J Michael Cole notes that the main gain from the "government to government" talks between the CCP of China and the KMT of Taiwan is the propaganda coup for Beijing. Nicely put. The ironic thing is while the world is atizzy at the "historic" talks between two parties that have been holding regular conversations for nearly two decades, the Taiwanese themselves are not at all excited, as Ralph Jennings documents in Christian Science Monitor.
I was talking to some bike industry people in Taichung today. They pointed out that Taichung Bike Week, supported enthusiastically by the Hu Administration here in Taichung, has grown to be one of the most important bike industry events. The format of the event is now being transferred to two other local industries, with Hu Administration support, the tool industry, and the shoe industry, each of which will have their own "week" with events at hotels around town. You may also have read that Hu is touting a genuinely ambitious plan to transform the city center, increasing public transportation and banning scooters from many areas. These are the kind of things that have made Hu popular and tough to beat. Hu is not a good campaigner, however, and has not been communicating these successes very well.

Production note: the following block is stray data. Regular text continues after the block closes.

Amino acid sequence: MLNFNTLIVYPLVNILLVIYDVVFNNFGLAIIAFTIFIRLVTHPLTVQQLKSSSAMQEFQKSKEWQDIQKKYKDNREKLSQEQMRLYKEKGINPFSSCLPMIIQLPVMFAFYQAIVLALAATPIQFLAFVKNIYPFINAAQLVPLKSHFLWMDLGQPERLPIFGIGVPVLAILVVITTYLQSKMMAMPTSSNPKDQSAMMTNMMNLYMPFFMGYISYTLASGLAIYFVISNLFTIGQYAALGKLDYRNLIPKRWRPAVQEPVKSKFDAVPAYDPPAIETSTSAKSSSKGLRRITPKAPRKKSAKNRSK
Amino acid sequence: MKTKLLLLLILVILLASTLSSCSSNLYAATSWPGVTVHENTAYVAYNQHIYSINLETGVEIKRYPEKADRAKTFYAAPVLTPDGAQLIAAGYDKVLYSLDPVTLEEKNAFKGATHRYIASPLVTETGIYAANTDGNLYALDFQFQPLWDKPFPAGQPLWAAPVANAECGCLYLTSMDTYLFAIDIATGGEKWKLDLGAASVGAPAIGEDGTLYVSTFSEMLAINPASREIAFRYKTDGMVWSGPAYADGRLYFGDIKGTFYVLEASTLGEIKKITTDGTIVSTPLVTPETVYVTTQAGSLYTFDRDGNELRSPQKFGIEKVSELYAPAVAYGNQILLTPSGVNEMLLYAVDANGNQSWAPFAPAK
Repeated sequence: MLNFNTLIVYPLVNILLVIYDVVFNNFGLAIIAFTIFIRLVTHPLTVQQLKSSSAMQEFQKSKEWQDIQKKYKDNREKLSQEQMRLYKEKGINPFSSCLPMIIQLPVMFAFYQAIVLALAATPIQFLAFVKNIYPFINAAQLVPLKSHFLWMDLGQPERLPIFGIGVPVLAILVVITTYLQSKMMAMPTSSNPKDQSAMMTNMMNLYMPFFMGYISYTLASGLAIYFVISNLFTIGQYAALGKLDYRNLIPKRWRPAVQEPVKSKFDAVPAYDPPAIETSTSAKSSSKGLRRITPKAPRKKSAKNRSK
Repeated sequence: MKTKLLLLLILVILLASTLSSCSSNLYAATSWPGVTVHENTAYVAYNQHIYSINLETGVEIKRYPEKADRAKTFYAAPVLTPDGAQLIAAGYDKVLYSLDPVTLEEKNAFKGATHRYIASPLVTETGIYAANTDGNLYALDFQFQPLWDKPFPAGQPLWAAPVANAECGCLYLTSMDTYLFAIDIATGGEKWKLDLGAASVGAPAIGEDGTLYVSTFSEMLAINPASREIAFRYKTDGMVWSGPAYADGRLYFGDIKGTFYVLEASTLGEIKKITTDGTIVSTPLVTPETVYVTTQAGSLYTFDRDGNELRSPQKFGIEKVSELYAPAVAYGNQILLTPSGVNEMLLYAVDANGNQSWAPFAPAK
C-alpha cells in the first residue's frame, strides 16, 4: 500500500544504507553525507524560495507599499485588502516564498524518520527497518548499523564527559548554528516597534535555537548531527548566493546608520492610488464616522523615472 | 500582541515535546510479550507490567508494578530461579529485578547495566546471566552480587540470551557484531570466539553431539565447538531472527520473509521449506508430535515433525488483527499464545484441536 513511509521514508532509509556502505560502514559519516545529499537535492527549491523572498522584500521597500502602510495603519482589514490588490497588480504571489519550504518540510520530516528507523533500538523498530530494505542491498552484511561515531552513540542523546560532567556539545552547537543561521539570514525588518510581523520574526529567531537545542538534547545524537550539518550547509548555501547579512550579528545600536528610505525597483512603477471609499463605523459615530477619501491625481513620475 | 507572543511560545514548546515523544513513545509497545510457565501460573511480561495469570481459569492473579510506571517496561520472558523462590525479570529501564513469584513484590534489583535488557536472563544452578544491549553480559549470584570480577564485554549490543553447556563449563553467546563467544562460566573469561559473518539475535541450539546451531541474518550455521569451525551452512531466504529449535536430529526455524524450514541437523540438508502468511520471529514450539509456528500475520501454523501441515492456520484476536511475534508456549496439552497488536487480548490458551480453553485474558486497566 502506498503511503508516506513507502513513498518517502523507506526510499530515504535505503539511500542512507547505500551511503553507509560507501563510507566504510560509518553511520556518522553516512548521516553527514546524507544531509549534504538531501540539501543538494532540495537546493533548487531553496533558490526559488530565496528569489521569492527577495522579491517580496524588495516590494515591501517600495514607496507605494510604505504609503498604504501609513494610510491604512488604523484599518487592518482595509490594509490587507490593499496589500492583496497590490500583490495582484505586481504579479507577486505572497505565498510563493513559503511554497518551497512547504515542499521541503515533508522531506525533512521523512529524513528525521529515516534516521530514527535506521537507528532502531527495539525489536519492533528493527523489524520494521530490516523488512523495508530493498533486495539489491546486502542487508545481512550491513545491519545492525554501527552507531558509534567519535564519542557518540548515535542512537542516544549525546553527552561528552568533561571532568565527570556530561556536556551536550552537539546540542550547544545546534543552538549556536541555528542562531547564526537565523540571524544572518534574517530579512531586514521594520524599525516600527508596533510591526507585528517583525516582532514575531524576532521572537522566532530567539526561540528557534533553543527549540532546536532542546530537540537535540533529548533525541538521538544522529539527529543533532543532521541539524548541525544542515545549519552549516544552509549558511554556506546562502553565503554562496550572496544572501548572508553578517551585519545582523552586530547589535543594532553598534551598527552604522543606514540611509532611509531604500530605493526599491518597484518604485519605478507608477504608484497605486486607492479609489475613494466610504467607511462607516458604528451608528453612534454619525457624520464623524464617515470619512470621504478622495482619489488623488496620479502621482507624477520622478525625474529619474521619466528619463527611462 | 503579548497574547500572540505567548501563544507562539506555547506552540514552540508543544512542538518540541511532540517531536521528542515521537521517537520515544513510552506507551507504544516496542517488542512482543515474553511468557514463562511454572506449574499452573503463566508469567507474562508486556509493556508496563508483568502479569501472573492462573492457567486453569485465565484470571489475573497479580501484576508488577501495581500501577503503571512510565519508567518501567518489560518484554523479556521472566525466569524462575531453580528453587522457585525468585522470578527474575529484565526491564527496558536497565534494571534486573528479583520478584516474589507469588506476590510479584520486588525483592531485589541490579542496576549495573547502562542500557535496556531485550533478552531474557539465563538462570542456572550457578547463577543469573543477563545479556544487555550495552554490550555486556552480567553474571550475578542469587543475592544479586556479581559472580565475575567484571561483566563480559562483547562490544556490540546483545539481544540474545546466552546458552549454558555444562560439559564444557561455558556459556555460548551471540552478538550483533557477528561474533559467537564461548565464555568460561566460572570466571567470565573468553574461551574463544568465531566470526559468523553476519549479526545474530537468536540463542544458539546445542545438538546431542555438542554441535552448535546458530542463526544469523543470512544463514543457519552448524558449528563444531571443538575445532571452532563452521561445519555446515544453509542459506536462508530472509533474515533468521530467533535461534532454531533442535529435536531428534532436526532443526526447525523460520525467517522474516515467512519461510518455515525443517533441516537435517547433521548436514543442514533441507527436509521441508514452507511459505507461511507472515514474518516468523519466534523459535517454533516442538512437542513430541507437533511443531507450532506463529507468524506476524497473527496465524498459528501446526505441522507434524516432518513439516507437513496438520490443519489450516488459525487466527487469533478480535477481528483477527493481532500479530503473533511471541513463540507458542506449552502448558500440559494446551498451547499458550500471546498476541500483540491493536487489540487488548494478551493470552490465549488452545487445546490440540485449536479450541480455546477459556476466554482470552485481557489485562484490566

Finally, the awesome Bruce Jacobs produces an insightful piece on the conflict within the DPP. As many of us have pointed out, this is both intergenerational, with elders clinging to positions they should be easing younger people into, and between the factions, but especially Frank Hsieh. For months now, since Frank Hsieh got back from China, people have been privately criticizing his behavior. With him running for Chairman, Jacobs comments on how he has the potential to split the DPP when it has a shot at winning 3 of the 5 municipalities outright, and within sight of the presidential election in 2016. Jacobs observes of Hsieh:
Take, for example, former premier and DPP chairman Frank Hsieh (謝長廷). He led the DPP to a disastrous loss in the 2008 presidential election. Despite promising to leave politics, he has continued to interfere and to place his people in key party positions. His incomprehensible China policies were decisively defeated by the DPP, but he continues to mouth meaningless slogans like “one China, two cities” and “two constitutions, different interpretations.” Does not Hsieh realize that “one China” is Beijing’s policy to swallow Taiwan and that Beijing does not care about its state and party constitutions?On his own Hsieh could never win the DPP Chairmanship, but there has been much talk that he'll make a deal with Tsai to deny it to Su.
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